Scotland's salmon farming industry is set to capitalise on global supply shortages by increasing export sales.
The US is emerging as a potentially lucrative market for Scottish salmon as Chile's industry, which traditionally sends large quantities to North America, has been hit by the salmon anaemia virus. The Chilean salmon farming industry had more or less "collapsed in a heap", said Scottish environment minister Roseanna Cunningham.

Industry sources estimate a 100,000 tonne shortfall in supply of Chilean Atlantic salmon to the US, to which Scotland already exports 16,000 tonnes.

Scotland is currently the third-largest salmon producer in the world after Chile and Norway, according to the Scottish Salmon Producers' Organisation. Although Norway would be well placed to send additional supplies, it would be unable to meet the full demand on its own, said Francis Murray, a fellow at Sterling University.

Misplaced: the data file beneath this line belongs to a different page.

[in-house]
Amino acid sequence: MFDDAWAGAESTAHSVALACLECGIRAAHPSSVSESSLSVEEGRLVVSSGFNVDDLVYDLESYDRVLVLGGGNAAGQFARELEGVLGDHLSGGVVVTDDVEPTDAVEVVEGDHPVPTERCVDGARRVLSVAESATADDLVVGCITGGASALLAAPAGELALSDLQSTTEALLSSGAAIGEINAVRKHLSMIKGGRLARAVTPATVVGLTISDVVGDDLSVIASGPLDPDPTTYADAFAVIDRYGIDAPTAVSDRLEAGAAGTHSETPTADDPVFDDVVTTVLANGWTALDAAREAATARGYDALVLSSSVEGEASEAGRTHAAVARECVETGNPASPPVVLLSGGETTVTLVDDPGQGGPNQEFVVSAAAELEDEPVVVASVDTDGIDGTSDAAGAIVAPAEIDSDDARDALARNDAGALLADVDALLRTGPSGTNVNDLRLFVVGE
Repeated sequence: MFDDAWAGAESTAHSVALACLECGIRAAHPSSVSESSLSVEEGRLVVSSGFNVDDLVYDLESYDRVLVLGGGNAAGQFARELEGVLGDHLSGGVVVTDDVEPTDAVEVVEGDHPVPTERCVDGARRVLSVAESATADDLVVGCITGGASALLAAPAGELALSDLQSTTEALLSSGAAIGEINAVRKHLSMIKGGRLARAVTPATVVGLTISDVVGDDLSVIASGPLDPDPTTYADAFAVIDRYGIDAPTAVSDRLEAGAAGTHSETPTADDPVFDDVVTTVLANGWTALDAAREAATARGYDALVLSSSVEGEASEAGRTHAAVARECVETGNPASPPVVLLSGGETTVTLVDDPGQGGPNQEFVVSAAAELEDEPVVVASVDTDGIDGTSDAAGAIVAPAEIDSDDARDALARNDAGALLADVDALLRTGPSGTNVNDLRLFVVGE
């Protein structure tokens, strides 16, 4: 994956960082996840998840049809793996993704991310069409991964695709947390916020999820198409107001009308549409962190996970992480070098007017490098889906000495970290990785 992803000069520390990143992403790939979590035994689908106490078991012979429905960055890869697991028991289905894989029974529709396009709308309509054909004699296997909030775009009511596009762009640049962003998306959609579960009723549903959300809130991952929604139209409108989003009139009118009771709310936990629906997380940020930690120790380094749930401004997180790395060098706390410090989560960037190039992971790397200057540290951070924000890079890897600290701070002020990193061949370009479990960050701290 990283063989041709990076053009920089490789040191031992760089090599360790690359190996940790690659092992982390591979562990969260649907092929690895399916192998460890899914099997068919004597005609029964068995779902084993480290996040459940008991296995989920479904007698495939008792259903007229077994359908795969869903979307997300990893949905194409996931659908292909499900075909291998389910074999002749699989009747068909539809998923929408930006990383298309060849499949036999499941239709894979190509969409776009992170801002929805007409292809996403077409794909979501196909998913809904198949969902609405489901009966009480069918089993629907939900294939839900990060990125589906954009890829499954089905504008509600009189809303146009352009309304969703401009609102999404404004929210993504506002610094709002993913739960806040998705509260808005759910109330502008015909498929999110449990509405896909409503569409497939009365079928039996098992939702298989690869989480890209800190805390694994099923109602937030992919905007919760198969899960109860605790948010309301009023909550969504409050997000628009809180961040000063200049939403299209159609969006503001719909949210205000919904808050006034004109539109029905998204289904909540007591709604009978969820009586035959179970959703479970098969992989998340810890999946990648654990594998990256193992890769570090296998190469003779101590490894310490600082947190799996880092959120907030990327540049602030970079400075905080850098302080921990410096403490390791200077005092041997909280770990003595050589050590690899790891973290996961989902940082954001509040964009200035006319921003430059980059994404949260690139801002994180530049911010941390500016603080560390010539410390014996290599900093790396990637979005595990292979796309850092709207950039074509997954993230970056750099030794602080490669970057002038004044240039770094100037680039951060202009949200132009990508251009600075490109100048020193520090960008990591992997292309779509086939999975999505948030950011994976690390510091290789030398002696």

Scottish Development International intends to send a delegation to the US later this year to develop export plans for Scottish salmon. "There are opportunities to support the

Scot­tish aquaculture industry to do more in the US, particularly at the high-end of the market," said SDI manager, food and drink, Ewen Cameron.

"With rising global demand, Scotland has a great opportunity on the broader aquaculture side to raise its game to a level never seen before," added Michael Stark, MD of Grieg Seafood Hjaltland UK.

The Scottish seafood industry received a further boost last week when fisheries secretary Richard Lochhead launched a new initiative aimed at getting Scots to eat more fish.

With new figures showing falling consumption and Scots eating much less fish than consumers in other countries, the new campaign will look to change habits.

The initiative will include working with retailers and fishmongers to raise consumer awareness, a competition to find the best young seafood chef, and a new website.